The deficit debate

Every economic drama in Washington features a stock character or two. The budget debate of summer 2003 brings back a familiar one: the deficit hypocrite.

I am speaking of that person whose motive appears to be virtuous parsimony but is in fact base politics. If I sound cynical, consider how the summer has gone. The Office of Management and Budget releases its July mid-session review of the US household. The deficits for this year and 2004 will be 4.2 per cent of gross domestic product, wider than earlier estimates.

What is next? National alarm. Citizens pronounce themselves disturbed - especially the oldest ones, who know the value of pinching a penny. Lawmakers rush to plan corrective legislation. Democratic presidential hopefuls foam at the mouth.

Finally, a domestic issue to batter the incumbent with. Senator Joe Lieberman, Democratic frontrunner, announces that the Bush administration has situated American families so that they are "swimming against a current of red ink". Another candidate, Senator Bob Graham of Florida, says that "it is inconceivable that in just two years, President George W. Bush has taken the nation from historic budget surpluses to the deepest deficits in history".

To close the deficit gap, all these souls argue, the nation needs tax increases. Mr Graham wants both to raise income tax rates and create a new "millionaire's" tax bracket of 40 per cent (higher than anything since the 1980s). Another presidential hopeful, Howard Dean of Vermont, wants to reverse all three of the Bush tax cuts. Senator Olympia Snowe, a Republican from Maine, advocates increasing customs user fees to offset the deficit.

The first part of this argument is correct. The deficit is wider than it has been for a while. Even discounting for the uncertainty following September 11 2001 and for the Iraq war, both parties in Washington have been bingeing. And it is true that in the short term Mr Bush's tax cuts, all three rounds of them, have caused a quarter of the deficit increase.

But in the same weeks the same people who are fussing about the 2003 deficit are talking in a different tone about the other big issue before Congress: the future of Medicare, the health programme for the elderly. As it happens, Medicare and Social Security, America's public pension programme, have enormous unfunded obligations in the hundreds of billions. The scale of these obligations does not show up in a snapshot like an annual deficit number. What is more, a good share of these programmes is officially "off budget" - their debts are missing from a number of other government figures. The off-budget system is in itself a form of institutionalised hypocrisy.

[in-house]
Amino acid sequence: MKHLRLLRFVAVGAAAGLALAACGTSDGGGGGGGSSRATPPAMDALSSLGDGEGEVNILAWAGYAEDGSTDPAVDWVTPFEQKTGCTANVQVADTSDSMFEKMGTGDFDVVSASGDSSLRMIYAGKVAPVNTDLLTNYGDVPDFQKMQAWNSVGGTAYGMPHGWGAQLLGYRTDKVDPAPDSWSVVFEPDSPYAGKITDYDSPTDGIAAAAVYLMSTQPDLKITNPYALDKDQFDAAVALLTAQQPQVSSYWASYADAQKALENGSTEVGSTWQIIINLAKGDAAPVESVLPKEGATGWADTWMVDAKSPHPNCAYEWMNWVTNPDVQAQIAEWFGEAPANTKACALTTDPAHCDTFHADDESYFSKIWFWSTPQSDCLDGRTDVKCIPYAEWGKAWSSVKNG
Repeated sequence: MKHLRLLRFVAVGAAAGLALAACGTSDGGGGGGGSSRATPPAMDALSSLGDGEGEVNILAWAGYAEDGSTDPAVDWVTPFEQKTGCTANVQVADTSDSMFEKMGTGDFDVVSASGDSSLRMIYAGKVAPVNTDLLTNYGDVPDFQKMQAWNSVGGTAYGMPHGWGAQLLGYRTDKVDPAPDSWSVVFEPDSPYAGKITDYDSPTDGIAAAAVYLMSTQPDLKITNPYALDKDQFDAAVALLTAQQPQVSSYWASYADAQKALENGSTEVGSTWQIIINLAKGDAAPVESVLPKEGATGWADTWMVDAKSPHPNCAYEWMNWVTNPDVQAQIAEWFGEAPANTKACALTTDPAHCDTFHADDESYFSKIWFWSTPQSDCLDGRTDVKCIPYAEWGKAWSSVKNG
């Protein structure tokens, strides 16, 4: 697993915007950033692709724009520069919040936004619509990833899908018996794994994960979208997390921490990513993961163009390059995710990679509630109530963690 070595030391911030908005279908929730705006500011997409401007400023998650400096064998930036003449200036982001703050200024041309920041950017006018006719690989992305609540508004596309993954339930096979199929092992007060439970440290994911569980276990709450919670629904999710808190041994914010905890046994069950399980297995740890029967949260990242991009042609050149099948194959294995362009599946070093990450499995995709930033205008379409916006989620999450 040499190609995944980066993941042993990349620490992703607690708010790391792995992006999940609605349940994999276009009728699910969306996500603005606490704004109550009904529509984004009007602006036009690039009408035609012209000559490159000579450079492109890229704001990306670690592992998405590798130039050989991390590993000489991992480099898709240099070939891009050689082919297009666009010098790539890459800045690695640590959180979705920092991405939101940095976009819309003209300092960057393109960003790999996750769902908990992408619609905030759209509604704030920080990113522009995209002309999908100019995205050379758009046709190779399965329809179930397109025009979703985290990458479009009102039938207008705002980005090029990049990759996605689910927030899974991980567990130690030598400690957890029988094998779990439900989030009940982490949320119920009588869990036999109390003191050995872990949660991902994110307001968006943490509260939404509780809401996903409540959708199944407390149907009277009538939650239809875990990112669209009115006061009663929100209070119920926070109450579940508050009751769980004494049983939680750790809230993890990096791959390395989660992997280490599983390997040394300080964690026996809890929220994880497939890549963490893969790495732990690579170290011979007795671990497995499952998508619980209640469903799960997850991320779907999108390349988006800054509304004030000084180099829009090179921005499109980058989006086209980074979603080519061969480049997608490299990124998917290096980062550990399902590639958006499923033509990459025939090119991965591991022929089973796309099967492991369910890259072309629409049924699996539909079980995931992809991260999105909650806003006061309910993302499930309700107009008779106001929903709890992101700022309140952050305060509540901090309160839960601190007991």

Medicare spending as a share of GDP will almost quadruple in coming generations, moving to 9 per cent of GDP in 2075 from 2.5 per cent currently. In short, these entitlements are programmed to become a problem so enormous that they will make the wartime recession deficit of 2003 seem a tiny pimple. Like France, Germany and Italy, the US will need to reform and cut entitlements. To expand them would be budget insanity.

Yet Medicare expansion is, of course, exactly what many American voters, lawmakers and presidential candidates are fighting for. The goal is to widen the programme to cover prescription drugs for all pensioners. The Senate version of the legislation would increase the overall public debt by 40 per cent over the long term, according to Tom Saving, a Medicare trustee. The Congressional Budget Office has estimated that the Senate version of the bill would yield a law that costs the Treasury $400bn over 10 years. That is greater than the cost of the tax cut passed this spring.

And where are the solicitous defenders of budgetary virtue on Medicare expansion? All for it. Mr Lieberman voted along with a majority in the Senate for the drug benefit. Mr Graham is campaigning for a drug plan for the elderly that is "affordable, comprehensive and universal" - an impossibility. Most hypocritical of all are the judicious elderly. Their greedy lobby, AARP, is insisting on a drug benefit that is even more costly than what Congress plans.

You could argue that Mr Bush is two-faced, having talked surpluses and delivered deficits via costly tax cuts. But this view neglects the truth that a revenue shortfall generated by a public-sector entitlement, such as Medicare, is worse than one generated by a tax cut. An expansion of the public sector cannot contribute to longer-term growth the way a tax cut can. The latter allows the private sector to keep its money and grow, thereby reducing the deficit.

Now the politics. The Democrats are pushing drug benefits to win votes; they also want to reverse tax cuts to take away votes from the Republicans. The Republicans said all along that they would cut taxes and are doing it. They are also betraying their own small government culture to go along with Medicare expansion. This, they posit, will enable them to steal thunder from the Democrats so they can win in 2004 and then, perhaps, save the free world via more tax cuts and entitlement reform. The latter formula has the better chance of reducing budget problems. Pick your hypocrite.

© Copyright 2003 Financial Times

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